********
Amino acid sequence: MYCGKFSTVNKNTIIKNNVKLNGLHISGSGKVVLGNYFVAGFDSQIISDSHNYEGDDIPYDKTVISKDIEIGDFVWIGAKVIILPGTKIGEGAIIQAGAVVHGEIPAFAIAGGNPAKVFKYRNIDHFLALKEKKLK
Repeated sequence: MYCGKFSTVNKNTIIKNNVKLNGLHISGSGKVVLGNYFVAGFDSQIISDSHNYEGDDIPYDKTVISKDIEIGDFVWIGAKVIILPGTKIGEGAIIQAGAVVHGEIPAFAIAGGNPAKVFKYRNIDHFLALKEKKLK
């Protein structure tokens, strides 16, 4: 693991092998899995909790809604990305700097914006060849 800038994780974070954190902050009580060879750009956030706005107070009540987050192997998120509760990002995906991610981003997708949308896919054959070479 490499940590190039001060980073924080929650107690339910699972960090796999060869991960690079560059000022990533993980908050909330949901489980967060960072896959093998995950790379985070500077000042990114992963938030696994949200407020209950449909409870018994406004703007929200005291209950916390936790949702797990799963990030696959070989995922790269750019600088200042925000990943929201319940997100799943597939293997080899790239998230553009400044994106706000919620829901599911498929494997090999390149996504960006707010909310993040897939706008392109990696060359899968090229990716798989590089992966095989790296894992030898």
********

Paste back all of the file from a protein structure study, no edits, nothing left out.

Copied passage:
Amino acid sequence: MYCGKFSTVNKNTIIKNNVKLNGLHISGSGKVVLGNYFVAGFDSQIISDSHNYEGDDIPYDKTVISKDIEIGDFVWIGAKVIILPGTKIGEGAIIQAGAVVHGEIPAFAIAGGNPAKVFKYRNIDHFLALKEKKLK
Repeated sequence: MYCGKFSTVNKNTIIKNNVKLNGLHISGSGKVVLGNYFVAGFDSQIISDSHNYEGDDIPYDKTVISKDIEIGDFVWIGAKVIILPGTKIGEGAIIQAGAVVHGEIPAFAIAGGNPAKVFKYRNIDHFLALKEKKLK
């Protein structure tokens, strides 16, 4: 693991092998899995909790809604990305700097914006060849 800038994780974070954190902050009580060879750009956030706005107070009540987050192997998120509760990002995906991610981003997708949308896919054959070479 490499940590190039001060980073924080929650107690339910699972960090796999060869991960690079560059000022990533993980908050909330949901489980967060960072896959093998995950790379985070500077000042990114992963938030696994949200407020209950449909409870018994406004703007929200005291209950916390936790949702797990799963990030696959070989995922790269750019600088200042925000990943929201319940997100799943597939293997080899790239998230553009400044994106706000919620829901599911498929494997090999390149996504960006707010909310993040897939706008392109990696060359899968090229990716798989590089992966095989790296894992030898």